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Duct Tape Drama
Wednesday, January 20, 2010 • Posted January 20, 2010

If someone were to walk up to you and ask you to name the greatest invention in the history of mankind, I know what you would say.

You would not say it was the flush toilet. People got by for millennia without flush toilets, and still do, on a regular basis, in some places. Not places you want to go and spend any length of time, probably, but still.

You would not say it was the electric light, since we could use other light sources if necessary. Sure, there would be more fires, but nothing is perfect.

You would not say it was the airplane, considering how often they crash for no reason whatever, and kill important people like Buddy Holly and Lynard Skynard.

No, you would say the greatest invention of all time was duct tape. Not even Sully Puttyâ or Velcroâ, as valuable as both are, can come anywhere close to the indispensability of duct tape in our day-to-day lives. The only thing in the same league is baling wire.

Duct tape was even used in space, when one of our astronauts needed a table. He built one out of spare parts, duct taped together. Another time a buggy used on the moon was damaged, and a fender was reattached with duct tape. You can’t beat a recommendation like that.

Everyone in America, probably on Earth, uses duct tape for all sorts of jobs, but my friend Sam Hoerster recently sent me an email about a guy who put some duct tape to use in a rather unusual way. He fixed an airplane with it.

What happened was, a bush pilot flew a fellow to a spot way out in the middle of nowhere in Alaska to do some fishing. This was not an amphibious plane, as so many in Alaska are. It had wheels, so it could land on land. Which makes you wonder why they call landing on water ‘landing.’ They should call it ‘watering.’

Anyway, they inadvertently left an ice chest and some bait in the plane, which is not advisable. Bears have seriously good noses, and there are lots of bears in Alaska. A bear came along and smelled something to eat in the plane.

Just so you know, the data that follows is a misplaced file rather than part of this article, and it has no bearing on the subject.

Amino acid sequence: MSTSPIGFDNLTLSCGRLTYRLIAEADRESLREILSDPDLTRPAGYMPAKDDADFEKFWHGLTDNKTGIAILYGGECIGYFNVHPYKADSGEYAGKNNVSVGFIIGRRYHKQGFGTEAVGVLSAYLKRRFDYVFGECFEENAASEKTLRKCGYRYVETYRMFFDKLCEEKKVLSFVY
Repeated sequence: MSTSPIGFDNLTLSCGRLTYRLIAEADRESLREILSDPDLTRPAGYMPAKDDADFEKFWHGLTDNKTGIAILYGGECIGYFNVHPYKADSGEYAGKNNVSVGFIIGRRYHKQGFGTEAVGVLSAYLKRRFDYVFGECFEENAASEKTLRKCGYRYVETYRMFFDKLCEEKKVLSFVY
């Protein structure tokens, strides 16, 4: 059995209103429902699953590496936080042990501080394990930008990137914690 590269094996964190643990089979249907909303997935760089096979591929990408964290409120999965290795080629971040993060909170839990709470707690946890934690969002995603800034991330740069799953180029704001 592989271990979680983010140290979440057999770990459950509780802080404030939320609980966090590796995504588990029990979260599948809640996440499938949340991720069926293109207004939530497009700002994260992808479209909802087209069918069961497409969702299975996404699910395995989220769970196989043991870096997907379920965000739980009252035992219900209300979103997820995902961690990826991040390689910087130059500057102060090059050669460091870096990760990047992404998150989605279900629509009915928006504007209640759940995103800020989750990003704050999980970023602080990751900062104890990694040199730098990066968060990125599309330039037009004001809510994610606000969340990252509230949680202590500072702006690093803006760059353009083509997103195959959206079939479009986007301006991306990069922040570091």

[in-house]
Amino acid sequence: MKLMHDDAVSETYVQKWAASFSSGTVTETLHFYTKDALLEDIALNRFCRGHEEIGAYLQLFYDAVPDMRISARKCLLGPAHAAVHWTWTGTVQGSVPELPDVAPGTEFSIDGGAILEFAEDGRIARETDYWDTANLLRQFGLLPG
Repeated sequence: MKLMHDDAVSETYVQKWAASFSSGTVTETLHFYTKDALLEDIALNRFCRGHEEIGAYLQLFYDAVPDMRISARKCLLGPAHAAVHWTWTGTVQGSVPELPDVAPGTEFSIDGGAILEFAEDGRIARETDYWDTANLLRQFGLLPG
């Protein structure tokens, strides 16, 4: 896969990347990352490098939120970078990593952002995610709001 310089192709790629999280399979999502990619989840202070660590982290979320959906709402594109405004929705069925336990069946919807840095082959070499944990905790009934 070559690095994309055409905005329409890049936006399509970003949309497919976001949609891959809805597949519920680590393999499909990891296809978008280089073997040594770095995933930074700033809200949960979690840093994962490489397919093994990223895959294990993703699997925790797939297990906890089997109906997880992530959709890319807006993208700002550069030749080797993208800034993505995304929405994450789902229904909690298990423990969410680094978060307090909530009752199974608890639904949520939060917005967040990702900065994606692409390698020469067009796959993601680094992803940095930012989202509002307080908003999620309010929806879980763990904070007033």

I don’t know a lot about planes, but I know they use a lot of Piper Super Cubs in Alaska, and the Super Cub is made of a frame covered in canvas-type material. That’s the way this plane was made, so when the bear went for the bait, it did a considerable amount of damage to the plane. From the wings back to the tail the material on the fuselage was all ripped up. The tail itself was mangled pretty badly, and both tires were blown out. This was a seriously torn up plane.

So the pilot got on the radio and called a friend, and had another pilot bring him two new tires, some plastic sheeting, and three cases of duct tape. He patched the plane up with the plastic and tape, cranked it up, and flew it home. The email doesn’t say anything about getting the plane repaired later, and considering the reputation of Alaskan bush pilots, I’m not at all sure he did.

The email also doesn’t say whether the fisherman got in and flew out with him. I would imagine it was a toss up, whether to risk a flight in a duct taped airplane over miles of wilderness, or sit in a camp where a bear had just gotten a free meal and might very well come back for another one. Tough call.

But people make hard decisions every day, and sometimes they choose poorly. For example, another friend, John Jefferson of Austin, sent me an email about a group of animal rights protestors who recently decided to voice their opinions about people who wear leather clothes. This was a very poor decision, inasmuch as the people they voiced their opinions to were a bunch of bikers in Johnstown, Pennsylvania.

The bikers duct taped the protestors up and threw some of them into dumpsters behind local fast food joints. One they duct taped to a tree. Others were forced to eat hot dogs and hamburgers. An event organizer was quoted as saying, "Motorcycle gangs are one of the biggest abusers of wearing leather, and we decided it was high time that we let them know that we disagree with them using it. Ergo, they should stop."

This is one of those stories that, for a guy like me, is too good to be true. Which is why I wasn’t surprised to find out it isn’t. It came from The Best News Site Ever, which is mainly satire. But it was just too good a story not to share, even if it didn’t happen.

I don’t know about the airplane story, but I intend to research it to verify, even if I have to go to Alaska to do it. My only concern is that I’ve never before interviewed a bear . . .

Kendal Hemphill is an outdoor humor columnist who once duct taped Buddy Holly to Ronnie Van Zant. Write to him at PO Box 1600, Mason, Tx 76856 or jeep@verizon.net

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